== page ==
- I’ve noticed that most people who sell gift cards say that they’ll e-mail the code to the purchaser. How do I as the seller get the e-mail address?
- I sell a gift card on EBay and the next day the purchaser claims the code I sent them isn’t valid. What do I do?
I don’t know the answer to the first question, but can take a guess at the second:
You’re out of luck.
Selling “electronically delivered gift cards” (as opposed to physical cards that are mailed to the winning bidder / buyer) is prohibited by eBay and, given that eBay tends to side with the buyer in most cases anyway, the seller is going to be on the hook for the value of the card.
All communications should be through the eBay messaging system. Send a message to seller/buyer.
I purchased electronic codes of various types a few times via eBay, but no gift card codes. All were received via eBay’s messaging system. (And I was happy with all of them.)
Alright, suppose I mail the gift card and the guy who receives it claims the code isn’t valid. What do I do then?
Keep a record of the codes and check(and write down) the balances before mailing them off. If they are received and a complaint is made, check the balance again, immediately.
Provide evidence to the eBay rep and hope eBay resolves the dispute in your favor. This is really true of all items on eBay, though. Sellers are at a disadvantage to buyer scams, and if you sell on eBay you have to factor this in.
This doesn’t really solve the problem (although it MIGHT help in resolving a dispute, but even that is doubtful).
- OP checks the balance of the card before mailing it to me.
- I receive the card and immediately use the balance to buy something.
- I complain to the OP that the card’s balance is $0.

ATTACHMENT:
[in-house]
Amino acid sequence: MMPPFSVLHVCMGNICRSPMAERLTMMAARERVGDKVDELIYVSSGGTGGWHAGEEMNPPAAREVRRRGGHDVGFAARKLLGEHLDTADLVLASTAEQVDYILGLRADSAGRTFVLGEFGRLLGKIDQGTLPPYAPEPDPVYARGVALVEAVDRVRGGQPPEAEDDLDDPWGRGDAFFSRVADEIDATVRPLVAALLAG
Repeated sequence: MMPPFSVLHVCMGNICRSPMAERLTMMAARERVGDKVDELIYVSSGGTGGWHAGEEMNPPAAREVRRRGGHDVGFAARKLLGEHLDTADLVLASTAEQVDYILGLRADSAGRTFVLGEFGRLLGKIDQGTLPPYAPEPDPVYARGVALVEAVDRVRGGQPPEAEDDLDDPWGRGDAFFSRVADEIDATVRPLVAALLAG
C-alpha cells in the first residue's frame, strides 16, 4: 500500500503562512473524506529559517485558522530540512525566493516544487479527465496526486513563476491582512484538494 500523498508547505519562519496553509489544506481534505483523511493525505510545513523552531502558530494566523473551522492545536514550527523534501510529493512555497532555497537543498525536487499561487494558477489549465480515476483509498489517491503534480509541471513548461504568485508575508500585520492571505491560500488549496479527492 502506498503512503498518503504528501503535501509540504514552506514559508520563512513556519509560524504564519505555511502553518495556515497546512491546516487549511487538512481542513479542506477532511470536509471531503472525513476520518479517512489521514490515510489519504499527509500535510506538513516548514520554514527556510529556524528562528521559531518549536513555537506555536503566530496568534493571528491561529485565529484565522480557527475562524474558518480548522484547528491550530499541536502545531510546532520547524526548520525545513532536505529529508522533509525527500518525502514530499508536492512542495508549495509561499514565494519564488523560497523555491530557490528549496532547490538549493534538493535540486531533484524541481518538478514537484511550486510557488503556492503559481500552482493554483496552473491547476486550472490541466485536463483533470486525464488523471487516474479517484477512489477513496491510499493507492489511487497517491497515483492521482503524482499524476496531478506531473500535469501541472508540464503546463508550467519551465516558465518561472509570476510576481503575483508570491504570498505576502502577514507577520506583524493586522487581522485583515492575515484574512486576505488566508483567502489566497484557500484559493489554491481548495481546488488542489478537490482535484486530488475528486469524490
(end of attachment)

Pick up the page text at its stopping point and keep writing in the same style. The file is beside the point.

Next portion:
There’s nothing that prevents the OP, in theory, from just redeeming the gift card themselves since they’ve written the number down. Or so the buyer can claim, anyway. (Obviously, it prevents them from redeeming the gift card in person, but online is fair game.)
The short answer is what’s already been given:
Sell at your own risk. eBay tends to side with the buyer (hence their Money Back Guarantee for buyers).
I would sell the card to a reseller like Card Pool or Card Cash. You won’t get as much, but you won’t risk getting a chargeback from PayPal which is heavily biased towards the buyer. You have to send the actual card to them and if for some reason the balance doesn’t match, you’ll get a chargeback.
To get the most from your sale to a reseller, you can either list it for direct purchase by a buyer (not sure exactly how it works) or watch the available supply of cards from that match yours (both the store and denomination). when the selling supply runs low, the buy price usually goes up by a few percent. Also, the percentage for selling and buying varies by the denomination of the card. The best time to sell is during the holidays since the supply dwindles and demand is high.